Now in Hierarchy panel, click the Create button, select UI->Canvas.  Next, with the newly created Canvas selected, click Create again and this time select UI->Panel.  At this point we should have this hierarchy.

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Next we have to make a slight modification to our imported Titlescreen image.  Select the Tilescreen.png image file in the assets view, then in Inspector change Texture Type to Sprite (2D and UI).  Then scroll down in the Inspector and click the Apply button.

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Next select Panel in the Hierarchy view, and drag our newly created Sprite over to the Source Image section in the Image (Script) section.

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If you press Play now, you should see your Title screen in the viewport.

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Now let’s add a looping music file to our title screen.  In the Hierarchy view, select the Canvas entity.  Then in inspector scroll down and click Add Component, then Audio->Audio Source.

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In the newly created Audio Source in Inspector, drag our imported audio file over to the audio clip section.  Down below, make sure Play on Awake is set and then tick the box next to Loop.

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Ok, we now have a title screen and a sound track playing!  Good work so far… now let’s add a simple script that changes scenes on click. Let’s create our script.  Right click in the Assets area, select Create-> C# Script.

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Name it PanelScript.cs.

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Double click the newly created script file and it will open in your editor of choice.  Now enter the following code:

using System.Collections;
using System.Collections.Generic;
using UnityEngine;
using UnityEngine.SceneManagement;

public class PanelScript : MonoBehaviour {

   // Use this for initialization
   void Start () {
      
   }
   
   // Update is called once per frame
   void Update () {
        if (Input.GetMouseButtonUp(0))
            SceneManager.LoadScene("GameScene");
    }
}


Here we are simply checking every single pass through the game loop if the Left (0th) mouse button (or touch) is clicked, and if it is, we load the scene named “GameScene”.


Hmm… guess we should make a scene called GameScene now shouldn’t we?  Once again right click the Assets panel, then select Create->Scene.

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Rename the newly created Scene to GameScene.

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We are now done with our title screen scene.  Make sure you save.  Before we open our newly created GameScene, we have one last step to perform.  In the File menu, select Build Settings…, then select Add Open Scenes.

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Now double click our newly created GameScene to open it up.  If prompted to save, do so.  Now it’s time to create our game!


Click here to continue to part two!

Programming


29. June 2017

Click here for Part One

Creating the Game Scene


Now it’s time to get to work on creating the game itself.  Start off by dragging BowlingLane into the scene.

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Now move the lane so it’s at position (0,0,0) in the Inspector under the Transform component.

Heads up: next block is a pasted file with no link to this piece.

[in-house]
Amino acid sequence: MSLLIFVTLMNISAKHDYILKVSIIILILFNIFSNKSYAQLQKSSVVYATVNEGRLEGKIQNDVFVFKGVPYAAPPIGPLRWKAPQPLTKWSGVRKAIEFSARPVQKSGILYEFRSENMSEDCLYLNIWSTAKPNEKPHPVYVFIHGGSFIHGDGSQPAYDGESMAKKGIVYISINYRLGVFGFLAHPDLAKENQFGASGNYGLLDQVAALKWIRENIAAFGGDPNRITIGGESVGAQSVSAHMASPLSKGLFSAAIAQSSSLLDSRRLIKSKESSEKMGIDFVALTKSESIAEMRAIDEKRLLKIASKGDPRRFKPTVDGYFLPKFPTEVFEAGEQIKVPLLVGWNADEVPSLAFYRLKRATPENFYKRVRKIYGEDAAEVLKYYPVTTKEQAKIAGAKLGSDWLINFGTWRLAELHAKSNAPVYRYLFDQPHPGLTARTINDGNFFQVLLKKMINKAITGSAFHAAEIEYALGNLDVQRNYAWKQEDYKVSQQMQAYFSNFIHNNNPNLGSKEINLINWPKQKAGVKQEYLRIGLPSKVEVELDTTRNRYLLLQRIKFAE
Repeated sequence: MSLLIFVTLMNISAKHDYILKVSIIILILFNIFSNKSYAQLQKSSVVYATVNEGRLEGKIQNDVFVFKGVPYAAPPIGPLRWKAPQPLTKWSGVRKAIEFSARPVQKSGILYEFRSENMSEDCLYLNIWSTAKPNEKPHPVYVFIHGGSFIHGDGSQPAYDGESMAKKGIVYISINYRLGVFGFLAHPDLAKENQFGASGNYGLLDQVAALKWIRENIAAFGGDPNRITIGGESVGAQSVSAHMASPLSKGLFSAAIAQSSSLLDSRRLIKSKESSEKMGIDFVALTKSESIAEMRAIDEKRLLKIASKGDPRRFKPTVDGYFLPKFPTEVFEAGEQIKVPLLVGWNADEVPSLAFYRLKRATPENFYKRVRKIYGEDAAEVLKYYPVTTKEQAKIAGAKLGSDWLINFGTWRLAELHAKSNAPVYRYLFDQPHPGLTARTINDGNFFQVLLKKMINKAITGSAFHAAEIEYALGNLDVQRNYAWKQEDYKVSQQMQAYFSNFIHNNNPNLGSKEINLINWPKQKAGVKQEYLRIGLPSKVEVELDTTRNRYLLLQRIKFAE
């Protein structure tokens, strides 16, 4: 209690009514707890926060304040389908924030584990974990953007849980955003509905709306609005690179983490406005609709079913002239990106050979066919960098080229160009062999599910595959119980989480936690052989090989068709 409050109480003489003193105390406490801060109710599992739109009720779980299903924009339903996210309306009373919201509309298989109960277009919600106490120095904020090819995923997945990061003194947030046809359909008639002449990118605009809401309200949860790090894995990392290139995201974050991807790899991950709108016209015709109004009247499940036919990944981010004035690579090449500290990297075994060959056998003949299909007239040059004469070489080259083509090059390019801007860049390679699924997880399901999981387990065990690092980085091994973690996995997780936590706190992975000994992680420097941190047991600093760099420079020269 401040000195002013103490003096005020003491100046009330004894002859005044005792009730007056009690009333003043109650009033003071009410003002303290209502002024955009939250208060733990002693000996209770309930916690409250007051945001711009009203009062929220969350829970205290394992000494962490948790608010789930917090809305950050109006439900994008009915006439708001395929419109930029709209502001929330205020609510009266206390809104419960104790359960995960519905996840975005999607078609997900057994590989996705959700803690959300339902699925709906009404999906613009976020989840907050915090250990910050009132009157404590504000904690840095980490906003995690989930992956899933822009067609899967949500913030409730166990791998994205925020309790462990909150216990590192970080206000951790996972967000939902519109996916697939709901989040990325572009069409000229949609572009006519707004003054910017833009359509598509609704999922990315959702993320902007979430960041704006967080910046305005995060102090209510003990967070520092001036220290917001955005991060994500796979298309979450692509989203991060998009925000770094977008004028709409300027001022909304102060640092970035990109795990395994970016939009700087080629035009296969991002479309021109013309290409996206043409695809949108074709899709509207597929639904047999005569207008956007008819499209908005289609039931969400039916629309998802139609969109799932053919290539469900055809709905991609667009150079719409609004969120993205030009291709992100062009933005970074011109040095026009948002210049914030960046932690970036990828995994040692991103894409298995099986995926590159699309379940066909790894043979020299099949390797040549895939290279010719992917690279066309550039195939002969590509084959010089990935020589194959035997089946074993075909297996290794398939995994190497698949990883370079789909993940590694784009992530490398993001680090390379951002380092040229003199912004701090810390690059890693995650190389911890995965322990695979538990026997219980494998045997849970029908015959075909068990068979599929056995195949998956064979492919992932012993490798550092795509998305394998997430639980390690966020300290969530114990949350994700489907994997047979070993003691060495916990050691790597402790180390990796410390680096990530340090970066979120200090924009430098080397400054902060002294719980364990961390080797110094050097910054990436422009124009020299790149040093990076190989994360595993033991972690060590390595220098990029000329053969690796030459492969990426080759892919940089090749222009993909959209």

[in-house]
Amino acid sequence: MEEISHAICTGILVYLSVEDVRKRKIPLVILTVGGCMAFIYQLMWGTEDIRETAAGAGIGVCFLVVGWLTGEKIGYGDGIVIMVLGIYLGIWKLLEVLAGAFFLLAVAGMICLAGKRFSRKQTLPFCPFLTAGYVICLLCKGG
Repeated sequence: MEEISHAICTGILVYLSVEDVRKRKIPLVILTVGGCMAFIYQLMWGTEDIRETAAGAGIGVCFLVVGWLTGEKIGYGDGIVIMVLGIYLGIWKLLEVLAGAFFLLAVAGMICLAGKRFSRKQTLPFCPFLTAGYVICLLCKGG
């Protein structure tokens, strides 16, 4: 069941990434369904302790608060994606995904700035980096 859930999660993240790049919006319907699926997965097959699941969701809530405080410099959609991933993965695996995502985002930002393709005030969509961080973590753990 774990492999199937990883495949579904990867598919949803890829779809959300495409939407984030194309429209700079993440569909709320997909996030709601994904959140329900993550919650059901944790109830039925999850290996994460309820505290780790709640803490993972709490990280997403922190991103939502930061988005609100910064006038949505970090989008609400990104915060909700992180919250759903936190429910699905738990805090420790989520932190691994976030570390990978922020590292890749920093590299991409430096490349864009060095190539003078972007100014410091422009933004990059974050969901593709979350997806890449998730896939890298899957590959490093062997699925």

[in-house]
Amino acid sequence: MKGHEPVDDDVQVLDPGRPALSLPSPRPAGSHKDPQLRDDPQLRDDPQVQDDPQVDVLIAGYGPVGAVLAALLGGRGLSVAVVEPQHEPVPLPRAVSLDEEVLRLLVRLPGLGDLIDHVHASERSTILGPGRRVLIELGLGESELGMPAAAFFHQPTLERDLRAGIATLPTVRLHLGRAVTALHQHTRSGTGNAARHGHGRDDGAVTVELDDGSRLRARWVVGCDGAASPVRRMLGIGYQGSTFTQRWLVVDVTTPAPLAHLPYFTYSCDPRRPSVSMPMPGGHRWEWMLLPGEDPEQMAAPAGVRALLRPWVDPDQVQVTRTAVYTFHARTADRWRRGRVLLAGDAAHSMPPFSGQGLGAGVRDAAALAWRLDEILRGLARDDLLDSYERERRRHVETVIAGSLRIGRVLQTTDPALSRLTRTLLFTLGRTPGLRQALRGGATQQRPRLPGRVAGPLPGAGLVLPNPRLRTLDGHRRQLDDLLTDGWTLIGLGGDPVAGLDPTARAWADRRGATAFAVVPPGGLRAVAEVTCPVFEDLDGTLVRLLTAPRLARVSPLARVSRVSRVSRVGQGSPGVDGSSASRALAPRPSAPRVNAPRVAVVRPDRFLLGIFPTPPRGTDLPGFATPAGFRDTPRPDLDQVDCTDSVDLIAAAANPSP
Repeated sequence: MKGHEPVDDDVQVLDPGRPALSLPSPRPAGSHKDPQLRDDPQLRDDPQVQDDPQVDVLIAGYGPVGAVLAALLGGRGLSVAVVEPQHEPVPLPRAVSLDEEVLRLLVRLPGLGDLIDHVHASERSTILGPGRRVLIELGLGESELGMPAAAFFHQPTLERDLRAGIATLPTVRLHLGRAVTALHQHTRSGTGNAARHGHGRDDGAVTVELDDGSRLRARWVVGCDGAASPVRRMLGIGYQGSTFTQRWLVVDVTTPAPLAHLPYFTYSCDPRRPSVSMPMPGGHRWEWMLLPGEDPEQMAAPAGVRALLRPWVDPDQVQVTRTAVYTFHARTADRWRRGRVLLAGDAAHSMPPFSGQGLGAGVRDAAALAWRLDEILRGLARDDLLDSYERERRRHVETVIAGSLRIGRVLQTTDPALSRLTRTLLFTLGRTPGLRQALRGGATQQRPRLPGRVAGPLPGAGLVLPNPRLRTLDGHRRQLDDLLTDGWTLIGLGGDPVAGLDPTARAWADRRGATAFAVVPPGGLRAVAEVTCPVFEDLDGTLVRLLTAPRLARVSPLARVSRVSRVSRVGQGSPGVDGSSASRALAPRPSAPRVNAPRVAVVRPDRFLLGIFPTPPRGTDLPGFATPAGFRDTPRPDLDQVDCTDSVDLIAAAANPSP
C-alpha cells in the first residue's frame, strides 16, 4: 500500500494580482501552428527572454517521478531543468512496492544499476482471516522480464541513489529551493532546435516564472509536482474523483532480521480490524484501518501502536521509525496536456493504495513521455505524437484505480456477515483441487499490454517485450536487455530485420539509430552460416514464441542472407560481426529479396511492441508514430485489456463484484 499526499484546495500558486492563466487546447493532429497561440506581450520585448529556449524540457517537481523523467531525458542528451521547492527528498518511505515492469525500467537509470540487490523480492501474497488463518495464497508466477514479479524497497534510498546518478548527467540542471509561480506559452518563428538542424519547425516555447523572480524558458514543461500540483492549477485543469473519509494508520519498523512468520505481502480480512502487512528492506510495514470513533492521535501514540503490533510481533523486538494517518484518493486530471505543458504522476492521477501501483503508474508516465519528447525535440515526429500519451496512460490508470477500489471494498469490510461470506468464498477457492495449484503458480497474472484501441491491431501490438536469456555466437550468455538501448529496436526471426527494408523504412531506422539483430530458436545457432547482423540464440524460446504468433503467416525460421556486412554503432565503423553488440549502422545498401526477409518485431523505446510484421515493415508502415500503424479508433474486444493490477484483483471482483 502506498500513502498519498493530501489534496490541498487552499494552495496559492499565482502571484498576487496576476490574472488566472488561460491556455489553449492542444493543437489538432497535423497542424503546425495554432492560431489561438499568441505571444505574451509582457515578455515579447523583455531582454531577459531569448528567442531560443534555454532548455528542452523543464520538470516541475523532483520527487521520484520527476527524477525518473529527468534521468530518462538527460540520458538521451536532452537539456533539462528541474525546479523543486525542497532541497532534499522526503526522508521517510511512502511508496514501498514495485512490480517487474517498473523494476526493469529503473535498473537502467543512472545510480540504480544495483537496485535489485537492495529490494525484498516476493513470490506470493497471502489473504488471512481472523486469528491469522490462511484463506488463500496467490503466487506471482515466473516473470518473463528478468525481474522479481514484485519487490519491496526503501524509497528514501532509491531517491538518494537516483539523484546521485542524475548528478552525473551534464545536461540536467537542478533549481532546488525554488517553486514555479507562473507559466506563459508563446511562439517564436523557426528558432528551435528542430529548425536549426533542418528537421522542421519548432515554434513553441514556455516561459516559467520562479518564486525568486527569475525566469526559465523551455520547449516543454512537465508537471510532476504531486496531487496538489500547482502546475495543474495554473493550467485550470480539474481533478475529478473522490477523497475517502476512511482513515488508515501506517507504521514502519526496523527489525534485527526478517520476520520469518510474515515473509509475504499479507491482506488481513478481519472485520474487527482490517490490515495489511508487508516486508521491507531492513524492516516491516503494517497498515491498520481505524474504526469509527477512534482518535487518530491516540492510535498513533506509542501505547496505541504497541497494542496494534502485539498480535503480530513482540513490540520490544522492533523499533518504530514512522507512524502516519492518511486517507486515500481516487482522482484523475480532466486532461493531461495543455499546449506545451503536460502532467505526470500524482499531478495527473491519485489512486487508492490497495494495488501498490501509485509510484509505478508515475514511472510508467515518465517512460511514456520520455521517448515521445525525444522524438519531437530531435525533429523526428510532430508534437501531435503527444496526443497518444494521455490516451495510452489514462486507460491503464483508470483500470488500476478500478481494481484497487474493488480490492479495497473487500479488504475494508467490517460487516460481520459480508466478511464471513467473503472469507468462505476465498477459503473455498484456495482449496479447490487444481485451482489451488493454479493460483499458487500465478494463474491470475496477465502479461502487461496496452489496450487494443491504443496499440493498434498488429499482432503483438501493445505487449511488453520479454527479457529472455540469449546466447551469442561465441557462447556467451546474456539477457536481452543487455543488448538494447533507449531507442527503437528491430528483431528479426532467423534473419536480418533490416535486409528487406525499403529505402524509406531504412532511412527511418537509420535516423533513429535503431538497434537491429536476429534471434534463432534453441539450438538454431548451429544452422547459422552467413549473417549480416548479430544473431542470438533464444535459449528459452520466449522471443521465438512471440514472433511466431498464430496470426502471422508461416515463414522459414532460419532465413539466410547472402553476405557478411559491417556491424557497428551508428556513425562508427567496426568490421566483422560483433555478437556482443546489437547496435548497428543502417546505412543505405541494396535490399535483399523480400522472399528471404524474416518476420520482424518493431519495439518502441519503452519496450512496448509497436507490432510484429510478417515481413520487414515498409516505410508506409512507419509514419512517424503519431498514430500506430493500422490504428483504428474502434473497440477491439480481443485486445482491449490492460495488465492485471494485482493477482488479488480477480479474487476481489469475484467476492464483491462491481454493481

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One thing I noticed is the Normal map is way too strong.  Select the Bowling Lane material (either in the Materials panel, or drill down to it).  Dial back the Normal Map strength from 1.0 to 0.2.

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We are almost done with our bowling lane.  The final thing we need to do is add a Collision Shape to it, so the rest of the stuff in our game world will interact with it properly.  With the BowlingLane selected, click Add Component->Physics->Box Collider

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The nice thing with Unity is, it will automatically shrink wrap the collider geometry to match your mesh, so you should have to do no additional work!

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So, that’s it for the lane, now time to create the Bowling pins.  Simply drag the Bowling Pin into the scene:

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Hmmmm… pretty dark. What’s going on here?  Well, right now we are getting our lighting from the Directional Light in our scene.

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We don’t want to mess around with advanced lighting, so instead right click and get rid of it. Now lets set up Ambient lighting instead.  Select Window->Lighting->Settings

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Change Environment Lighting->Light Source to Color, then select the Ambient Color as white:

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Now our scene will have universal consistent lighting:

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Now it’s time to add some physics to our pin.  Once again we have to make a collision object component, but we also need to create a RigidBody component.  Add a Box collider just like before.  Then add another Component and select Physics->Rigidbody

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The default settings are about right, so there is nothing else we need to do here.


The final thing we need to do with our pin is apply a tag to it so we can locate it using code later. With the Pin selected, in the Inspector at the top drop down the Tag drop down and select Add Tag…

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Click the + Icon, then in the resulting text box enter “Pin” then Save.

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Now select the Pin again, and in the Tags list, select Pin which should now be an option.

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Now we simply need to create 4 ( or 9… depending your bowling preferences ) clones of our pin. Select the BowlingPin in the scene graph, right click and select Duplicate.  This will create a copy with all of the settings and components defined. 

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After duplicating, position the pin and repeat the process until you have enough pins.

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Click here to continue to part three.

Programming


See More Tutorials on DevGa.me!